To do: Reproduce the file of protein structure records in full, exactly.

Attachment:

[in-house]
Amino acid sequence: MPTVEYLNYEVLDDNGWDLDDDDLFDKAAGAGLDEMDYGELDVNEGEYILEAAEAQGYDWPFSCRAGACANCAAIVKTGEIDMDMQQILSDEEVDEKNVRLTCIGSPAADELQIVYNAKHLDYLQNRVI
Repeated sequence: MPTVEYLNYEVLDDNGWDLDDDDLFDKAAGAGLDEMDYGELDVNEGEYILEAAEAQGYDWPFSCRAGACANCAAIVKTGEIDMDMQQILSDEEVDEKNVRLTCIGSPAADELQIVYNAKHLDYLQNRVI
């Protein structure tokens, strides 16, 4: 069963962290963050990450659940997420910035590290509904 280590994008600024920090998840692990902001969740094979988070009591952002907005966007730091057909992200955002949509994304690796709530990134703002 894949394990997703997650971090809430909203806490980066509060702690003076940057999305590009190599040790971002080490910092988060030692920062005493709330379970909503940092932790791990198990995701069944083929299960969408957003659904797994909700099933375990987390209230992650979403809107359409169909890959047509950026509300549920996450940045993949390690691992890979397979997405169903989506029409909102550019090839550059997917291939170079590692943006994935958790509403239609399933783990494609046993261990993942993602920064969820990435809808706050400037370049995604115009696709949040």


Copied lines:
[in-house]
Amino acid sequence: MPTVEYLNYEVLDDNGWDLDDDDLFDKAAGAGLDEMDYGELDVNEGEYILEAAEAQGYDWPFSCRAGACANCAAIVKTGEIDMDMQQILSDEEVDEKNVRLTCIGSPAADELQIVYNAKHLDYLQNRVI
Repeated sequence: MPTVEYLNYEVLDDNGWDLDDDDLFDKAAGAGLDEMDYGELDVNEGEYILEAAEAQGYDWPFSCRAGACANCAAIVKTGEIDMDMQQILSDEEVDEKNVRLTCIGSPAADELQIVYNAKHLDYLQNRVI
């Protein structure tokens, strides 16, 4: 069963962290963050990450659940997420910035590290509904 280590994008600024920090998840692990902001969740094979988070009591952002907005966007730091057909992200955002949509994304690796709530990134703002 894949394990997703997650971090809430909203806490980066509060702690003076940057999305590009190599040790971002080490910092988060030692920062005493709330379970909503940092932790791990198990995701069944083929299960969408957003659904797994909700099933375990987390209230992650979403809107359409169909890959047509950026509300549920996450940045993949390690691992890979397979997405169903989506029409909102550019090839550059997917291939170079590692943006994935958790509403239609399933783990494609046993261990993942993602920064969820990435809808706050400037370049995604115009696709949040």